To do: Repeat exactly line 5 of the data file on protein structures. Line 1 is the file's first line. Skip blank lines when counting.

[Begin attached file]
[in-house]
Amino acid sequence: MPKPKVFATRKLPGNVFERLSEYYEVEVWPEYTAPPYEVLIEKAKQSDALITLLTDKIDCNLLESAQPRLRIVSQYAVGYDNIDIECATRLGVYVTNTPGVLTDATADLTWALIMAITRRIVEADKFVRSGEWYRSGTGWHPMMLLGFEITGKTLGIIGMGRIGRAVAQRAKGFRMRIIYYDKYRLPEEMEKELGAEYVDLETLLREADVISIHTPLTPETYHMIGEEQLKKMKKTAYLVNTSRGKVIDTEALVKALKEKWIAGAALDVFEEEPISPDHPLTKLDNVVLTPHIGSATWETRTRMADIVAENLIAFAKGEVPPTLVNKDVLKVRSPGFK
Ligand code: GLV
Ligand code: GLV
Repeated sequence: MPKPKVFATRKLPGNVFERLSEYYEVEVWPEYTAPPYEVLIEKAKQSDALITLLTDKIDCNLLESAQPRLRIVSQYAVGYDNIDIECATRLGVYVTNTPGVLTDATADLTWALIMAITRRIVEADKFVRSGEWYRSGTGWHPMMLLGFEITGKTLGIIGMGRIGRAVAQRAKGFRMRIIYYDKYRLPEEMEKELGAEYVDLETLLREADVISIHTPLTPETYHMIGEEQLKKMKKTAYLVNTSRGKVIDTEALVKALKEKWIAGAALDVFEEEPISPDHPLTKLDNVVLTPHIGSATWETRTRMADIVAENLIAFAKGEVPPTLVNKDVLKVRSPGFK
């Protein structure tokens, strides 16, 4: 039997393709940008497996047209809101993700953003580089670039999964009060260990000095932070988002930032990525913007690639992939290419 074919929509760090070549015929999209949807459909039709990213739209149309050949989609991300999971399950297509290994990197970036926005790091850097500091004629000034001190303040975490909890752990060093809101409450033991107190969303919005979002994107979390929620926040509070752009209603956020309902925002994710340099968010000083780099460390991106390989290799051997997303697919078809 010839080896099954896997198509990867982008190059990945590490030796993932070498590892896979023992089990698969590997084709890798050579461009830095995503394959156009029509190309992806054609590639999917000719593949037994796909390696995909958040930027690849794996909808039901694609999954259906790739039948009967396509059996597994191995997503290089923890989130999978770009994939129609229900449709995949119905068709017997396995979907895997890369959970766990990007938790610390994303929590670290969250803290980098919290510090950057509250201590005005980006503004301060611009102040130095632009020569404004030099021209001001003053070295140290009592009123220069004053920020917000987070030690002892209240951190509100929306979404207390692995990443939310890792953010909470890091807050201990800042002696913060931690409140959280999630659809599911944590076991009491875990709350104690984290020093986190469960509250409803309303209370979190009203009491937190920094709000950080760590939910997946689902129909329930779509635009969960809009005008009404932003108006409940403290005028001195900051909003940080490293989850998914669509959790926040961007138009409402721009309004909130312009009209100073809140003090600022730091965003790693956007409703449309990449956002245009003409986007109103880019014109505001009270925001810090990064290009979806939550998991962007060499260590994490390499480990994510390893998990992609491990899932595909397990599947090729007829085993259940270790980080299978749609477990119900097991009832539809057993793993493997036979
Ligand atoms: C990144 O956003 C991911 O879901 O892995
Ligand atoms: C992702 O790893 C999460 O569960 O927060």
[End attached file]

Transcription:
Repeated sequence: MPKPKVFATRKLPGNVFERLSEYYEVEVWPEYTAPPYEVLIEKAKQSDALITLLTDKIDCNLLESAQPRLRIVSQYAVGYDNIDIECATRLGVYVTNTPGVLTDATADLTWALIMAITRRIVEADKFVRSGEWYRSGTGWHPMMLLGFEITGKTLGIIGMGRIGRAVAQRAKGFRMRIIYYDKYRLPEEMEKELGAEYVDLETLLREADVISIHTPLTPETYHMIGEEQLKKMKKTAYLVNTSRGKVIDTEALVKALKEKWIAGAALDVFEEEPISPDHPLTKLDNVVLTPHIGSATWETRTRMADIVAENLIAFAKGEVPPTLVNKDVLKVRSPGFK